Over the past few months, I’ve been messing around with Git and Mercurial, two modern, distributed version control systems (DVCSs). While designed by software engineers, these systems are very useful to people who, like me, write papers and do data analysis in some plain-text file format or other, who very often revise those files, sometimes splitting them off into different branches as projects develop, and who do this work on more than one computer. I may write something more detailed later about how these systems work, but there are many good tutorials and introductions online already.
A built-in strength of Git and Mercurial is that they are designed to make dispersed, flexibly-organized collaboration very easy. In the open-source world this often happens through publicly available repositories of code for some application or other. I was wondering how I might take advantage of this and came across a post by Mark Kalderon suggesting that BibTeX bibliography files would be a good candidate for sharing in this way. Seeing as Github provides free hosting for git repos, I’ve put up what is effectively my BibTeX bibfile directory as a repository. Anyone can clone it, extend it for their own purposes and, if they wish, propose changes to be pushed back into the main repository. You don’t have to know git to use it, though—you can just download the files or the whole directory if you wish.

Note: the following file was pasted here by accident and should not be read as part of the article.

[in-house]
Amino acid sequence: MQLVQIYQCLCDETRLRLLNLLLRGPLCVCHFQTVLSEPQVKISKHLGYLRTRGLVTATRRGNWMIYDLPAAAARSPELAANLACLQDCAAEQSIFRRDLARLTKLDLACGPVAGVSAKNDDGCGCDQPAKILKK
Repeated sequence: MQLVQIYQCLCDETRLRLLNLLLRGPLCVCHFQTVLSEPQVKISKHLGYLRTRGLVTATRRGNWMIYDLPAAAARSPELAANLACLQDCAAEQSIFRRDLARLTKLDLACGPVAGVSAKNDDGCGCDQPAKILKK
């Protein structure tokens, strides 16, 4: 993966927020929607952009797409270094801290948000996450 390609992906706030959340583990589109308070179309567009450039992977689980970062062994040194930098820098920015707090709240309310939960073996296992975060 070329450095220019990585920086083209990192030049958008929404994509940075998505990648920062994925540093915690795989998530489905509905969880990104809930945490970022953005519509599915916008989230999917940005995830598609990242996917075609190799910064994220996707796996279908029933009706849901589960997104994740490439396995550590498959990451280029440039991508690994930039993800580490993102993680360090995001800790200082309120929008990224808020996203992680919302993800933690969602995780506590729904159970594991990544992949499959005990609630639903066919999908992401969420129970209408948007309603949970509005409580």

Right now, the files (unsurprisingly) reflect my own research projects and interests, and are only really of interest if you use LaTeX to write your papers. But you have to start somewhere.